Planctus provinciae: Arts of mourning in fifteenth-century Provence /

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Bibliographic Details
Author / Creator:Porthe, Rainbow Aline, author.
Ann Arbor : ProQuest Dissertations & Theses, 2016
Description:1 electronic resource (222 pages)
Format: E-Resource Dissertations
Local Note:School code: 0330
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Other authors / contributors:University of Chicago. degree granting institution.
Notes:Advisors: Rebecca Zorach Committee members: Jas' Elsner; Aden Kumler; Christina Normore.
This item is not available from ProQuest Dissertations & Theses.
Dissertation Abstracts International, Volume: 77-08(E), Section: A.
Summary:While scholars have long viewed mourning as a characteristic feature of fifteenth-century Francophone culture, little attention has been paid to its special importance for the aesthetic values of southern France, where a longstanding identification with saintly mourners was visually underscored. Reminders of past prestige alongside a continuing erosion of power in the present permeated the region. Fifteenth-century Provence suffered economically with the departure of the popes in 1377 and was caught in the dynastic policies of its ruler, Rene d'Anjou (1409--1480), who cultivated a state of mourning for territories he would never truly possess, chief among them Jerusalem---the site of mourning par excellence for the Latin west. With each death of legitimate Angevin heirs, Provence moved closer to annexation by France (1481) and the loss of autonomy.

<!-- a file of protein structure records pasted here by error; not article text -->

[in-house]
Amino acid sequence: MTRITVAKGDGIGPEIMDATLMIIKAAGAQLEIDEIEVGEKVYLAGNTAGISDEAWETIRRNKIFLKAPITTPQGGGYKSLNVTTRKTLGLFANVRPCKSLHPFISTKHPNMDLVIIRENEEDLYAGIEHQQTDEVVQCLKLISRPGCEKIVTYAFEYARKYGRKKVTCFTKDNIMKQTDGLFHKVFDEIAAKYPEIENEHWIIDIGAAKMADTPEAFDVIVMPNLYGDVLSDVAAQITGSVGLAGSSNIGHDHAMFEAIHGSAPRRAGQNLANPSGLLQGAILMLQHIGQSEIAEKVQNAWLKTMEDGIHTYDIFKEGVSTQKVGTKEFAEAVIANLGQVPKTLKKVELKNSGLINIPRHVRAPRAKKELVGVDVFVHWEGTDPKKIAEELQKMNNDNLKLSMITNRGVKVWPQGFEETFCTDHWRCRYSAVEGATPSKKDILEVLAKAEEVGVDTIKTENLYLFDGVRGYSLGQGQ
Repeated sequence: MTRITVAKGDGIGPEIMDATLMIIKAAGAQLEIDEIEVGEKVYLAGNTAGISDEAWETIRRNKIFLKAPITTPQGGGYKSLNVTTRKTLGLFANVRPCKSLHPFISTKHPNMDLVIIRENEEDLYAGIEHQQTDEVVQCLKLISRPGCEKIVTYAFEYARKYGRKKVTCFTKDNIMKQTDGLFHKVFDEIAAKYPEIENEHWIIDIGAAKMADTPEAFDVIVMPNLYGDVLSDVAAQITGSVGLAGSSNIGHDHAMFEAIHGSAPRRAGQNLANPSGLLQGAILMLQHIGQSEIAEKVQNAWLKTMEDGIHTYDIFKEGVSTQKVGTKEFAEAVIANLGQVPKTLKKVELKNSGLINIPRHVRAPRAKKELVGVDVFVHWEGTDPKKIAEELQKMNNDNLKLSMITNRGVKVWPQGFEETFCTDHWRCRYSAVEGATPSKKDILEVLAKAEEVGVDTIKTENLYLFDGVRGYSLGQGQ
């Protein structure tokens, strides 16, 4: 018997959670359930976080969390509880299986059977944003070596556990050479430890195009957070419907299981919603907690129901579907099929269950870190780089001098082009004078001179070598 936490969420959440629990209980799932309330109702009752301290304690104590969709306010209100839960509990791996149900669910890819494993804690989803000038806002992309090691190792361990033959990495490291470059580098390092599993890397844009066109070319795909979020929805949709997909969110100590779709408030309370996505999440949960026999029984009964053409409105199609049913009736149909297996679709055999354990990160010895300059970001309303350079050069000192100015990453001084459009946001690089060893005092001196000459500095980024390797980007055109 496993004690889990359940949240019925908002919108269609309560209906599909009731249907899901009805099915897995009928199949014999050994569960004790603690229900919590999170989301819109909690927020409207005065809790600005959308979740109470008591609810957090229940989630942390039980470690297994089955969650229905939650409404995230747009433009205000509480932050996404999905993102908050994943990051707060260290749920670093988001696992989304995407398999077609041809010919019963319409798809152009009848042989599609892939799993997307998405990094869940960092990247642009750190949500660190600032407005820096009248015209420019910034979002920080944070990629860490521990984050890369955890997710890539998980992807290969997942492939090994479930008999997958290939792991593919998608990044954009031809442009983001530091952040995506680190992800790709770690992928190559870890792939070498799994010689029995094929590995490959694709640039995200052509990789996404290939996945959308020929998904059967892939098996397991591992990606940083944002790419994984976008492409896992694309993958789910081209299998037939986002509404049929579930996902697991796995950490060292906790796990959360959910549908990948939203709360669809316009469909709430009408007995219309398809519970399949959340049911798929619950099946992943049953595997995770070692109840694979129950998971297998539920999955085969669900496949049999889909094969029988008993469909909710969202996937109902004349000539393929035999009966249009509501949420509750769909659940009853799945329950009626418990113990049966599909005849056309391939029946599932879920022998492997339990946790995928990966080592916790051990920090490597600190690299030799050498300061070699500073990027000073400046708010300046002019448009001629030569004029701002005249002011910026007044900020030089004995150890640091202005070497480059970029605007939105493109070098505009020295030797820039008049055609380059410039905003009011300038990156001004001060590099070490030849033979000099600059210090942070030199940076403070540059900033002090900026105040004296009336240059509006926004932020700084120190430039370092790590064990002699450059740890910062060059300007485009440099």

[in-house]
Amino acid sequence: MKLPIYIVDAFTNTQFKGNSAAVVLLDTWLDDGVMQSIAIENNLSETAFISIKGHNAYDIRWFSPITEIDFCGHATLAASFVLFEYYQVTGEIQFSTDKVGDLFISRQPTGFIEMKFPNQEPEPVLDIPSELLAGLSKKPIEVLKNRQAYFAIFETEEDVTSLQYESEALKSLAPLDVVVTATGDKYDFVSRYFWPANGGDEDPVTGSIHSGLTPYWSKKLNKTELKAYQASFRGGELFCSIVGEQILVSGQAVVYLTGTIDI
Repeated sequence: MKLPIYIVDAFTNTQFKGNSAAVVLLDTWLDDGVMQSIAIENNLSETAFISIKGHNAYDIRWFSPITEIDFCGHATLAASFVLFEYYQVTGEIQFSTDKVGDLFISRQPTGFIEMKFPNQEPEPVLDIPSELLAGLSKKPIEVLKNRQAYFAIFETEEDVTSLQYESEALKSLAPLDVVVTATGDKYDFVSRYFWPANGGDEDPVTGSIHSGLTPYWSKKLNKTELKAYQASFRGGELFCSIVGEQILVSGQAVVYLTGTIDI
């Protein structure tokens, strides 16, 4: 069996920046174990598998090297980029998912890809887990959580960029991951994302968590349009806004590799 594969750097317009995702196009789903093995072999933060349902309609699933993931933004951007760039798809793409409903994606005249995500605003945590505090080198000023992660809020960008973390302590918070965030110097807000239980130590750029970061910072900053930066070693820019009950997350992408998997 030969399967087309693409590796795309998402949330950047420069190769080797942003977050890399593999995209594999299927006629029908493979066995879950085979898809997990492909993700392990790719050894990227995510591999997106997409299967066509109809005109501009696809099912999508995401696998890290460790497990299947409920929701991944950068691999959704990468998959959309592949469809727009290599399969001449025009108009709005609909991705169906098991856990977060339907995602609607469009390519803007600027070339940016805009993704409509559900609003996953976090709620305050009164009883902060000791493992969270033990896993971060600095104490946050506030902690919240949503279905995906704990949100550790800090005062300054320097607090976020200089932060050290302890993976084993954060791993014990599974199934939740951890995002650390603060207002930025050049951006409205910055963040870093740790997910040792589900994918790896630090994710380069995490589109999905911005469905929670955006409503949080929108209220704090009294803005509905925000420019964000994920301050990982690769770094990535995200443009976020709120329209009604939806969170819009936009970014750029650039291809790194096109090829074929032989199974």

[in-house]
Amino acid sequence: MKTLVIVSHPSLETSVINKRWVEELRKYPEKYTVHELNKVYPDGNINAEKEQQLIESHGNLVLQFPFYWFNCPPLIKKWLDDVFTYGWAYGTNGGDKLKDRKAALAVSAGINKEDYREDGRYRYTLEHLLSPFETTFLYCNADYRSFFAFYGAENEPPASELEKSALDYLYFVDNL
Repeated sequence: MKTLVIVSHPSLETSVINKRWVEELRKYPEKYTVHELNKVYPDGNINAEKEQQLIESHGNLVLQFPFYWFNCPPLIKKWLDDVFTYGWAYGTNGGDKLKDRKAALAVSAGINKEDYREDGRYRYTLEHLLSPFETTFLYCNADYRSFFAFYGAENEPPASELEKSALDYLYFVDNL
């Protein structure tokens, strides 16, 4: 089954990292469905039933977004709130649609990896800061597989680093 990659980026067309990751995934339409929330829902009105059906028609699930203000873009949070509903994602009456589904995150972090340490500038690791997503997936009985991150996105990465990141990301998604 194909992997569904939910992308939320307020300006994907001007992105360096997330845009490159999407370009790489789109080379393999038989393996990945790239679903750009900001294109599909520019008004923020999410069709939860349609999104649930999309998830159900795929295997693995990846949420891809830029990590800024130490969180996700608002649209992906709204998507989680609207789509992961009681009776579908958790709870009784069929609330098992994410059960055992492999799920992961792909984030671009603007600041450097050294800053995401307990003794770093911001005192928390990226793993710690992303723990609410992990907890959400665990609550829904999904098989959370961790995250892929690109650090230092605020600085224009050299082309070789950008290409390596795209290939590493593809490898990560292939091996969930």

Situated between the Middle Ages and the Renaissance, north and south, fifteenth-century Provence was an important crossroads for a range of political, religious and artistic forces. Indeed, a condition of liminality profoundly shaped both the Provencal historical situation and contemporary subjective experiences of the region. Provencal arts, marked by a visual aesthetic betwixt Gothic pictorial modes and proto-Renaissance realism and bound by themes of mourning, played a major part in this territorial, cultural and religious "between-ness." Provence also challenges the assumptions through which art historical writing has organized French, Italian or northern Renaissance art into distinct categories. Historiographically, fifteenth-century Provence has been largely overlooked precisely because the region's liminality has made it hard to see its distinctiveness.
This dissertation explores the artistic exchange, political events, and affective religious practices that coincided in fifteenth-century Provence, allowing us to see how artists and audiences used specific visual strategies to create and mobilize forms of political and cultural longing and loss. I argue that Provencal artists and audiences were acutely aware of their liminal position and took it as an opportunity to forge a distinct identity by solidifying connections to the past. Provence thus emerges as a lieu de memoire that confronts standard assumptions about how mournful representations contributed to the elaboration of identity before modernity.